The New York Times has compared the musical compositions of Harold O'Neal to Ravel and Ellington. Is it unusual that a celebrated Jazz pianist should gently rebuff the label of "jazz musician?" O'Neal does, but it's understandable; his accomplishments and talents outside the realm of jazz as a musician, composer and producer have included collaborations and performances with names like U2, Aloe Blacc, Lupe Fiasco, Bob Geldof, Ski Beatz, Damon Dash, Mac Miller and Cam'Ron.
O'Neal spoke to HUMAGNA about some of what goes into the music he makes today:
HUMAGNA: You have jazz roots, so to what extent do you work with improvisation outside of the genre?
O'NEAL: I believe that improvisation is present in everything around us. I use improvisation in two categories. Reaction and response. Conscious and unconscious. My heartbeat, my breathing... It was in jazz that I learned how to develop and expand my vocabulary in musical improvisation. If it's an artist I'm producing for, I'll stay open and try to be as available as I can to respond to what's going on for them. It's the space where the coin is in the air and you have to decide whether you're going to pick heads or tails. That is improvisation to me.
HUMAGNA: With respect to structure, do you feel the need to adhere to certain conventions? When and how might you deviate from them?
O'NEAL: First, it depends if it's a personal project of passion or if it's business. Usually, I have a combination of both. I have some pieces that are very abstract. I have some pieces that are very practical. If I'm working with another artist, my job is to see what they want and help extract that from them in the form of music. Everything about them is a suggestion. If I'm writing about a sunrise, everything about the sun is a suggestion of structure. When I'm creating, I see structure as a suggestion. A blueprint for a possible outcome. Sometimes I'll write a piece that intentionally fits into structure. Sometimes I use structure as a launching pad into deviation.
HUMAGNA: To what extent do you treat a musical composition intellectually vs emotionally?
O'NEAL: That's a good question. I seem to be at my best when I have a clear and conscious choice about how much I let one fuel the other. If there is an imbalance, it will come out in the music I'm making. That happens sometimes. It would be a waste of time If I were looking for absolute perfection in having the ability to maintain perfect balance forever. This leads me to a funny place actually. What if I get emotionally frustrated because my intellect realizes that there is an imbalance and it's affecting my music? That's when it's time to write a piece about imbalance.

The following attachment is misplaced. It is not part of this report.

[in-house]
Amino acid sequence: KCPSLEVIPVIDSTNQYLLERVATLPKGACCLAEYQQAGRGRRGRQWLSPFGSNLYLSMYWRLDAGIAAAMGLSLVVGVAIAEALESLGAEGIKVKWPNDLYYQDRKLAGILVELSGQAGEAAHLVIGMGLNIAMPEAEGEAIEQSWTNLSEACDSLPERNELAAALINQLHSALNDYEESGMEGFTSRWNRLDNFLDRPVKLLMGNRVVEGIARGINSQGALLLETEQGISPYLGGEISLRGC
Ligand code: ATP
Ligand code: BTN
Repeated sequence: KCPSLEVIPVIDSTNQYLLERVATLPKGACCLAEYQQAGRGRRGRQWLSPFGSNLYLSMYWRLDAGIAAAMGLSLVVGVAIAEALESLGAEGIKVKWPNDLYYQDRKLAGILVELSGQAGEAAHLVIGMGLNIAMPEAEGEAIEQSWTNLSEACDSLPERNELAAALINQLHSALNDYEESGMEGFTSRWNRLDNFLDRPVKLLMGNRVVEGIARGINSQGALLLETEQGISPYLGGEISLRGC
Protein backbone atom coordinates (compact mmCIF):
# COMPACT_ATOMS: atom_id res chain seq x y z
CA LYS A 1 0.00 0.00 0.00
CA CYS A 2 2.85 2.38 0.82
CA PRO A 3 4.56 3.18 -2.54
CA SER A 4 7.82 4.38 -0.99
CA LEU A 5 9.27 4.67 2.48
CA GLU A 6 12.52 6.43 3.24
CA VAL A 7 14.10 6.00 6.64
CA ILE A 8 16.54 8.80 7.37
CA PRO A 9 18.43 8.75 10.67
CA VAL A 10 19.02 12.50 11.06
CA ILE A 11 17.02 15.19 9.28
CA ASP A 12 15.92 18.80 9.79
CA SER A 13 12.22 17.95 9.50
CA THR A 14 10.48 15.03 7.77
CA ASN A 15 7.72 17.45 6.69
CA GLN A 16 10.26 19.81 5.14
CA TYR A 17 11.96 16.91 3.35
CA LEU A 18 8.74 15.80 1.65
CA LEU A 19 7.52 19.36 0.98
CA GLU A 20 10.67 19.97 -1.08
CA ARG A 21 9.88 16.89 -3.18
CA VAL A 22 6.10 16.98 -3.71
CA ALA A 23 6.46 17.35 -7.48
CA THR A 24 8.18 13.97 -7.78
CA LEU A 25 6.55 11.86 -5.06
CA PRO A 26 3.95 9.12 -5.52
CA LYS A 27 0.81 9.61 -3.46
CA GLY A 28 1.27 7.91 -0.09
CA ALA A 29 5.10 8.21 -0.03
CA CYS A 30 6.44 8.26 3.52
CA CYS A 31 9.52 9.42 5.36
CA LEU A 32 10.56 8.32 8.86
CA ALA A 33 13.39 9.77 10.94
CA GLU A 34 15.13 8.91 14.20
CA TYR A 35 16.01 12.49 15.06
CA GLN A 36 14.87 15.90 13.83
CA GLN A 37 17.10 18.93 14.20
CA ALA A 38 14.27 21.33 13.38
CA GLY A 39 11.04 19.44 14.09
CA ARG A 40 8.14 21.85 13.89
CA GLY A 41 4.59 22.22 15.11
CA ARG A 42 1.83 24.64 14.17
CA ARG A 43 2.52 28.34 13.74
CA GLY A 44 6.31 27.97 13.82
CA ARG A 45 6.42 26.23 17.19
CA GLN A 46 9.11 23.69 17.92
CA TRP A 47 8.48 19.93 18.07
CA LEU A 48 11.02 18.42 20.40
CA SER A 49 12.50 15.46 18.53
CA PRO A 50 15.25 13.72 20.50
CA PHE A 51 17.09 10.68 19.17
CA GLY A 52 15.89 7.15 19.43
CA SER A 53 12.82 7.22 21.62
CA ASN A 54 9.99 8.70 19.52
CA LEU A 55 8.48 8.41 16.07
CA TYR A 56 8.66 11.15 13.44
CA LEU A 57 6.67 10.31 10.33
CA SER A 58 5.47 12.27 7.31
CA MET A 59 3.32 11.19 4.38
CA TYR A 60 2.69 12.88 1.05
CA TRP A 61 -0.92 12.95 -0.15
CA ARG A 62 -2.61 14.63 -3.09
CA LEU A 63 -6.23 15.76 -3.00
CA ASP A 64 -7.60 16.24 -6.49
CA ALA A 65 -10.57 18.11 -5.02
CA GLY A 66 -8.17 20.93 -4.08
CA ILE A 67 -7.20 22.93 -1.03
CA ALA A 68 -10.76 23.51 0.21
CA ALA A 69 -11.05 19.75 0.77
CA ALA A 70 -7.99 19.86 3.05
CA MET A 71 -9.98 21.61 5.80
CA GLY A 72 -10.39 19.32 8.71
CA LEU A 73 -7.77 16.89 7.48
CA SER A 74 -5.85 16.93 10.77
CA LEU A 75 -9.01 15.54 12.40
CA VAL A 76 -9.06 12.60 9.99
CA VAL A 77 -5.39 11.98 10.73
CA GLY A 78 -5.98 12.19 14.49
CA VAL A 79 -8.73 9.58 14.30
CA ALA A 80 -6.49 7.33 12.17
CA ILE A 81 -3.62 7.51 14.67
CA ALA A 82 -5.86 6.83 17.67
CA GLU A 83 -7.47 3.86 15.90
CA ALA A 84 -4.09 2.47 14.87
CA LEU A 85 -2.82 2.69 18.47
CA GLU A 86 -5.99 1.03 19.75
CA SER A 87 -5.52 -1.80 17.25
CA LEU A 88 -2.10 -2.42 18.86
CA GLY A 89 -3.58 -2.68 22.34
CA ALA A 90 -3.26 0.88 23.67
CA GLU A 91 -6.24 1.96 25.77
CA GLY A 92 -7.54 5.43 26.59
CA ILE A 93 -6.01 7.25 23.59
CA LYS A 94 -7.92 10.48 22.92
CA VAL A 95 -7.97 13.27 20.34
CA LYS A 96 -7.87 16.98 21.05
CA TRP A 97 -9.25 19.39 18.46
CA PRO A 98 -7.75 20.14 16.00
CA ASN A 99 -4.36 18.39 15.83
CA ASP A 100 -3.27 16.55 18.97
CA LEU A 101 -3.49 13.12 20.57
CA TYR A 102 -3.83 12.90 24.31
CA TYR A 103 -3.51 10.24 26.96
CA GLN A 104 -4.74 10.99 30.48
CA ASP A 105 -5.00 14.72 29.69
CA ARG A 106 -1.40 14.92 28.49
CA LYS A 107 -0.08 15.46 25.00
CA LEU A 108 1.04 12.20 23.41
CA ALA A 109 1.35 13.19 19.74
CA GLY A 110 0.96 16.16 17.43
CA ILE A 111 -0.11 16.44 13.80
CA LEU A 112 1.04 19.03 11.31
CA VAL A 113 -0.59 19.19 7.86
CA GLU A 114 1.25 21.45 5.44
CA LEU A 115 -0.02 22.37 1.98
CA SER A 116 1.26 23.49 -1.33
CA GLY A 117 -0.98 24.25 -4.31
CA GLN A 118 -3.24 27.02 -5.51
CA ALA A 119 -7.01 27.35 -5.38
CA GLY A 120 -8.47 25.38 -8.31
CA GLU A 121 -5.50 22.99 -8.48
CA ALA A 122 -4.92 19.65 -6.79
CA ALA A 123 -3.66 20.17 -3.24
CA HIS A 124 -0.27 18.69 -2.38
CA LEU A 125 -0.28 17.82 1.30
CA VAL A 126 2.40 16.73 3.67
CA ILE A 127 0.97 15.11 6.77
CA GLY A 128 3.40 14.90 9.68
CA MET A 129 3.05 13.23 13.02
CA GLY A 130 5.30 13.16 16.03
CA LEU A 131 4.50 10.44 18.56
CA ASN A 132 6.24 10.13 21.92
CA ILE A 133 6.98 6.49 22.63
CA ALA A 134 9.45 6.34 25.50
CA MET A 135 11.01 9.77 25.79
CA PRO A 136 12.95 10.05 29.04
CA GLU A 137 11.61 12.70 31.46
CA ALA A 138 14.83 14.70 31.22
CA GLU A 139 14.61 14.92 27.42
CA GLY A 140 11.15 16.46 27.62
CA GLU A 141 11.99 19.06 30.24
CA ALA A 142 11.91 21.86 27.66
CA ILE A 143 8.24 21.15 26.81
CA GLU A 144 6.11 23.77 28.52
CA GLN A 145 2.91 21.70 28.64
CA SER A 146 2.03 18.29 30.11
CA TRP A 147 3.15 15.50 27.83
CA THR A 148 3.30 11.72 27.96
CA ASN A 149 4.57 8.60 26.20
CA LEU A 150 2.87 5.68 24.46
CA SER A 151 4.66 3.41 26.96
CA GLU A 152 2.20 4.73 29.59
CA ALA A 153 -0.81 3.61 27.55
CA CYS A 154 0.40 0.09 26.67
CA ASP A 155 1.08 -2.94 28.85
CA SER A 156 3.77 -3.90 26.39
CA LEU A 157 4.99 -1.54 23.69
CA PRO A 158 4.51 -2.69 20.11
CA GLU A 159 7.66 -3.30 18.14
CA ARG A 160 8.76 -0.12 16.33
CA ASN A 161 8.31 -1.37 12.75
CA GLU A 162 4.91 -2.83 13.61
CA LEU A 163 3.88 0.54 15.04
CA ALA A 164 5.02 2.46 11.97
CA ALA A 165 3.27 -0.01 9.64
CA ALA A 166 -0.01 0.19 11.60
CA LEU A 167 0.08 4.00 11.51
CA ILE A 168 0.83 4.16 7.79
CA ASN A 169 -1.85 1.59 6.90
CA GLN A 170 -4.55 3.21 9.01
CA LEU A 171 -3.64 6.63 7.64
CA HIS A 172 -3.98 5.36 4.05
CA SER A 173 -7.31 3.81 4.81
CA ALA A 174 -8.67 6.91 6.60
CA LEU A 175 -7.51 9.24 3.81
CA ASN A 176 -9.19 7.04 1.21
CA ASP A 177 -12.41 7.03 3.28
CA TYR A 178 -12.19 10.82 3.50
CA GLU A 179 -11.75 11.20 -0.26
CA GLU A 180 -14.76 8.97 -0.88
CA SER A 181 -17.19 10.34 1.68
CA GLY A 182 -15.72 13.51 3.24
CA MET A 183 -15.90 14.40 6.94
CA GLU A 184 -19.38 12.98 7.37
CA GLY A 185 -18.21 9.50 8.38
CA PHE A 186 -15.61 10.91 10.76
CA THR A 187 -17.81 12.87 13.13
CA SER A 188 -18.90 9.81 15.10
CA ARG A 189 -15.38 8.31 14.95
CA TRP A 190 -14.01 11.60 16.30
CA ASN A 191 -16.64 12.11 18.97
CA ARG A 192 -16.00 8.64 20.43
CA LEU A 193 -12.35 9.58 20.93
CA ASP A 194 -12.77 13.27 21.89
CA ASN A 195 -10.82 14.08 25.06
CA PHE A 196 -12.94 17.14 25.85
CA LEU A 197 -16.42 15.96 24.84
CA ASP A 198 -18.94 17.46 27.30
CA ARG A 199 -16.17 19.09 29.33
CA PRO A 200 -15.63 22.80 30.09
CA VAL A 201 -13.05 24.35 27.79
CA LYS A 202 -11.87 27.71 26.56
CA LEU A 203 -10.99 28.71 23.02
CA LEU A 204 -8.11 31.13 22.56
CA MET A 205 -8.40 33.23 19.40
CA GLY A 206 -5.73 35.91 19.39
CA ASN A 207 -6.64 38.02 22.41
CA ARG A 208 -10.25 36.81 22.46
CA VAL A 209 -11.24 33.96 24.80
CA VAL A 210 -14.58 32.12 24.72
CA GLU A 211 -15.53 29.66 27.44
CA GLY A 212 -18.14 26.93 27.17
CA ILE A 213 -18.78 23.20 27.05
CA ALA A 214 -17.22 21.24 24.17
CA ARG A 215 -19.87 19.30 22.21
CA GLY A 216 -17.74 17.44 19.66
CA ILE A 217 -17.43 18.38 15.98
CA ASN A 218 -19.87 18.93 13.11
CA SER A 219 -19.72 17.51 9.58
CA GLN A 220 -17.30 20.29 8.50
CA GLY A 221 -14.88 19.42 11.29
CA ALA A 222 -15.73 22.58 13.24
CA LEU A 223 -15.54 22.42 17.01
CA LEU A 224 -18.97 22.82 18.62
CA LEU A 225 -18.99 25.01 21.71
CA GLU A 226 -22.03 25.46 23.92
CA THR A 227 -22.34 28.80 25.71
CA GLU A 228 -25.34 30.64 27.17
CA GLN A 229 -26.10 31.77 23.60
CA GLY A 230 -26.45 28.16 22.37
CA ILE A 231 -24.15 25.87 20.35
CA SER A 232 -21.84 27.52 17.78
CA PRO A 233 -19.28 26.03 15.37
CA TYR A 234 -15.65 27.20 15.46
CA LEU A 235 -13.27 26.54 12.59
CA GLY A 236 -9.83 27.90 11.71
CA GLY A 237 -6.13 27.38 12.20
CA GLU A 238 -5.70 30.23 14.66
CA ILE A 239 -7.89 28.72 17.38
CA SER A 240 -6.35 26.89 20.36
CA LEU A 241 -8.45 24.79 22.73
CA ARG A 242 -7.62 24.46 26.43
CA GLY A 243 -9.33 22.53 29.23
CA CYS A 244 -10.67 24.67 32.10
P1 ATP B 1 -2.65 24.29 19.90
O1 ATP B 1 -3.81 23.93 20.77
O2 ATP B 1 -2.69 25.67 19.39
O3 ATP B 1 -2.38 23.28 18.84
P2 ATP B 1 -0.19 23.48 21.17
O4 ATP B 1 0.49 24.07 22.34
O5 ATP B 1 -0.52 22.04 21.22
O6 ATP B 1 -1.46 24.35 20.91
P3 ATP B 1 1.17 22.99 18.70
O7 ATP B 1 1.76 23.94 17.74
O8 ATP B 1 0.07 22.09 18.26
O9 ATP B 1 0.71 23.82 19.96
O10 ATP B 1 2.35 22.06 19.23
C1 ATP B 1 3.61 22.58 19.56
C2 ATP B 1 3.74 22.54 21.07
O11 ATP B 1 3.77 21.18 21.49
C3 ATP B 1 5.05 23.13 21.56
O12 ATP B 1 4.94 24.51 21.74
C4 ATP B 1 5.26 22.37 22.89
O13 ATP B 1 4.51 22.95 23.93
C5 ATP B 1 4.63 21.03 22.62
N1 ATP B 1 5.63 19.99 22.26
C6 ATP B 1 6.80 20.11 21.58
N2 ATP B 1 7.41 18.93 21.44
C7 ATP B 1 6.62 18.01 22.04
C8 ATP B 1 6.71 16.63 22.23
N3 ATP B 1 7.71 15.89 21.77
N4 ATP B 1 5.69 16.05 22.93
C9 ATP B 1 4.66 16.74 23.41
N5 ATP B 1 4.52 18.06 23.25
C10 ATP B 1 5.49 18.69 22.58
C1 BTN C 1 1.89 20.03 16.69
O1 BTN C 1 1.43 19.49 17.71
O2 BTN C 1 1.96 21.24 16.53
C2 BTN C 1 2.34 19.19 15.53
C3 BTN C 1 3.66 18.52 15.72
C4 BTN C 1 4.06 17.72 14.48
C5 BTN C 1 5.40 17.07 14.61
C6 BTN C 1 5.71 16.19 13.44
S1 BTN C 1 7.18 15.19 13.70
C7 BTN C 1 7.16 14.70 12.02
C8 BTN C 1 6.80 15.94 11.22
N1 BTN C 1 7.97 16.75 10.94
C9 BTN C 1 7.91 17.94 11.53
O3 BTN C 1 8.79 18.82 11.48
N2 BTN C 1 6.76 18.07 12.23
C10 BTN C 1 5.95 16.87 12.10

HUMAGNA: How do you discover music today? Is this facilitated by any of the digital platforms like spotify or tidal?
O'NEAL: Shazam has been my best friend lately. I love being anywhere and being able to just hold my phone in the air and have it tell me what song it is. I can't tell you how many times I could have used that in the past. I have a love-hate relationship with the streaming apps. They don't pay musicians as much as selling hard copies, but I love being able to have so much music in my phone with barely lifting a finger. I hope that Tidal is successful with the difference they're trying to make in that.
HUMAGNA: What are you working on today? What’s your current relationship like with jazz?
O'NEAL: I have a plate that's constantly full these days. I've been producing for many artists and their new albums. Zee Avi, Aloe Blacc, Katya Lee of Fabrika... I performed with Aloe recently for the Global Citizens Festival. I also have some film scoring projects on the horizons, upcoming live showcases in New York, and a series of cinematic piano compositions that I will be releasing in the form of mixtapes.
Jazz is a very special form of music. It is the foundation of most forms of American music. It will always be in my heart forever.